• Fill a glass with crushed ice.

  • Pour in one part cranberry juice and two parts sparkling water.

  • Add a squeeze of fresh lime juice. Gently muddle a few mint leaves at the bottom of the glass.

  • Stir gently to mix the flavors.

  • Garnish with a few cranberries, a slice of lime, and a sprig of mint.

  • Serve immediately and enjoy the festive fizz!


December's festive spirit transcends borders, and almost nothing brings people together like food does. Let's embark on a brief culinary tour and discover a few traditional dishes that warm hearts and bellies during December:

Moroccan Tagine: This flavorful and aromatic slow-cooked stew brims with tender meat, dried fruits, and a medley of spices.

Ukrainian Borscht: This hearty beet soup, often served with a dollop of sour cream, is a comforting staple. The vibrant red color and earthy flavors are synonymous with Slavic winter feasts.

Japanese Mochi: These soft and chewy rice cakes are filled with sweetened red bean paste. Consumed during the New Year celebrations, they're a delightful blend of texture and taste.

Mexican Pozole: A traditional soup made with hominy and meat, typically pork, seasoned with chili peppers and garnished with radish, lettuce, and oregano, this communal dish brings many families together during the festive season.


A few years ago, a young couple went backpacking through Europe and found themselves in a small town in the mountains during the holiday season. The town was beautifully decorated, with twinkling lights adorning every tree and building. One evening, as they were walking back to their hostel, they noticed a small, unassuming shop that they hadn't seen before. Intrigued, they decided to step inside.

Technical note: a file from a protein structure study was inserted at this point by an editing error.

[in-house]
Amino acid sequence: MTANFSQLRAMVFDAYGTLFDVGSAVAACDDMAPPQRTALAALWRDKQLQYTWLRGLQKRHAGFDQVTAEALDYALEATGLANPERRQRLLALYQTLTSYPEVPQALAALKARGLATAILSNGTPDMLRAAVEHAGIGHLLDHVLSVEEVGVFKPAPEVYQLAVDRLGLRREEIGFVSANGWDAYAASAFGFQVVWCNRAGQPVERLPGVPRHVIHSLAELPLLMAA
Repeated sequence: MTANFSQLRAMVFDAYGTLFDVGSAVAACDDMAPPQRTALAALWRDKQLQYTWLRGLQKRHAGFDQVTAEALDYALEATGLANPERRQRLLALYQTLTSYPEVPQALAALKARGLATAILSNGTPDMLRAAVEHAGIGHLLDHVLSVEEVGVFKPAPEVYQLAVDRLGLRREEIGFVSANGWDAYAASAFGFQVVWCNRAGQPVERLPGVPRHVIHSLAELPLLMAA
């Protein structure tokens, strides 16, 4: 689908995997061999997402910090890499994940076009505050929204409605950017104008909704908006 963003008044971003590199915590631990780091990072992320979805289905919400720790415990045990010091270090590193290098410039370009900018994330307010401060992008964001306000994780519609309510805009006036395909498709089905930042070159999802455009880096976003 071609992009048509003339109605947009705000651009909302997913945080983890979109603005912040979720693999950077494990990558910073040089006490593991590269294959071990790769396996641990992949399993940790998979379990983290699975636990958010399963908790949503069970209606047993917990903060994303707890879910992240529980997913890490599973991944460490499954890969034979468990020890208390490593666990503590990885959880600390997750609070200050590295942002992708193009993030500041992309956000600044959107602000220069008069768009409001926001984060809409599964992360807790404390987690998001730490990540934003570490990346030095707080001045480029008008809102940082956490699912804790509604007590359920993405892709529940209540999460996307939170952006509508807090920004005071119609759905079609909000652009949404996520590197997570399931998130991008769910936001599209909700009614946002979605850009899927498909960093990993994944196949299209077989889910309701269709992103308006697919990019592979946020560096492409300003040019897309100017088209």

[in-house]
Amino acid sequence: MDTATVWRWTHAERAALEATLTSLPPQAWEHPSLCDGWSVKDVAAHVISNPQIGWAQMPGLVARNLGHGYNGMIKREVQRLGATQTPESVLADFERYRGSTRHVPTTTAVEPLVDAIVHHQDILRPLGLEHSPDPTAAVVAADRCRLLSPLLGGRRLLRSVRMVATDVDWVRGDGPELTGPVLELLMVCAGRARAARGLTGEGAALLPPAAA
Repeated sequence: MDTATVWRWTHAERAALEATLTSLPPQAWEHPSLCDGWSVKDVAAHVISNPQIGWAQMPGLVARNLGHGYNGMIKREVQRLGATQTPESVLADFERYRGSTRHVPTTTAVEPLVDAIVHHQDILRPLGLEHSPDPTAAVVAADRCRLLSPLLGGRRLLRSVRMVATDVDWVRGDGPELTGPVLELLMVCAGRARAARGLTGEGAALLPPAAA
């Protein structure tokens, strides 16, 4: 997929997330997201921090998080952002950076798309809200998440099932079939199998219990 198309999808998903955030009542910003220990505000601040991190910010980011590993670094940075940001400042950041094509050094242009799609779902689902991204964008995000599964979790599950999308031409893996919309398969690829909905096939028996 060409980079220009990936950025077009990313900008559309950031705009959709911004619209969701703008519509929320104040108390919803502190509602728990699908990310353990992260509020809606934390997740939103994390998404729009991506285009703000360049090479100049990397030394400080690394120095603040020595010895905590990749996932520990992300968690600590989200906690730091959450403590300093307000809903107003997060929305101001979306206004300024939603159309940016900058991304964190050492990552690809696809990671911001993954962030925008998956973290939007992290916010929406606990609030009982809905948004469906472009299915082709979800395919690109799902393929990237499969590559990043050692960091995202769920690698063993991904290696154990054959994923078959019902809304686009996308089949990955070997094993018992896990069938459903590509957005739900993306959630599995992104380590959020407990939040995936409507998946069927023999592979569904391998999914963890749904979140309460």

The shop was filled with handmade crafts, each one more beautiful than the last. The shopkeeper, an elderly woman with a warm smile, told them that every item in the shop was made by the people in the town. They would spend all year creating these crafts, pouring their heart and soul into each piece, and then sell them during the holiday season. They were touched by the sense of community and the love that was put into each craft. They ended up buying several items to bring back home as gifts.

This experience reminded them of the true spirit of the holiday season. It's not about the hustle and bustle, the endless shopping lists, or the stress of getting everything done. It's about community, love, and the joy of giving.

This holiday season, take a moment to appreciate the magic around you. Remember, it's not about the quantity of gifts, but the quality of the love in our hearts.

Gino Pezzani

RE/MAX Heights Realty


P.S. If you ever find yourself in a small mountain town during the holidays, take the opportunity to step into a local shop. You never know what treasures you might find.


Tucked amid traditional ornaments on many holiday trees is a peculiar sight: a glass pickle. While some people believe its origin is German, most Germans are unfamiliar with it.

The custom? Hide the pickle ornament on the tree, and the first person to find it on Christmas morning gets good luck or even an extra gift. The tradition's origin is debated. Was it a marketing scheme or maybe a nod to old legends?

Regardless, this quirky custom has cemented its place in holiday lore.


Have you ever noticed that December, so filled with the busiest days in the year, also happens to have the shortest days in the entire year? From summer onward, night slowly creeps up earlier and earlier each evening so that by the time we get to the solstice on roughly December 21, we face the shortest day of the year.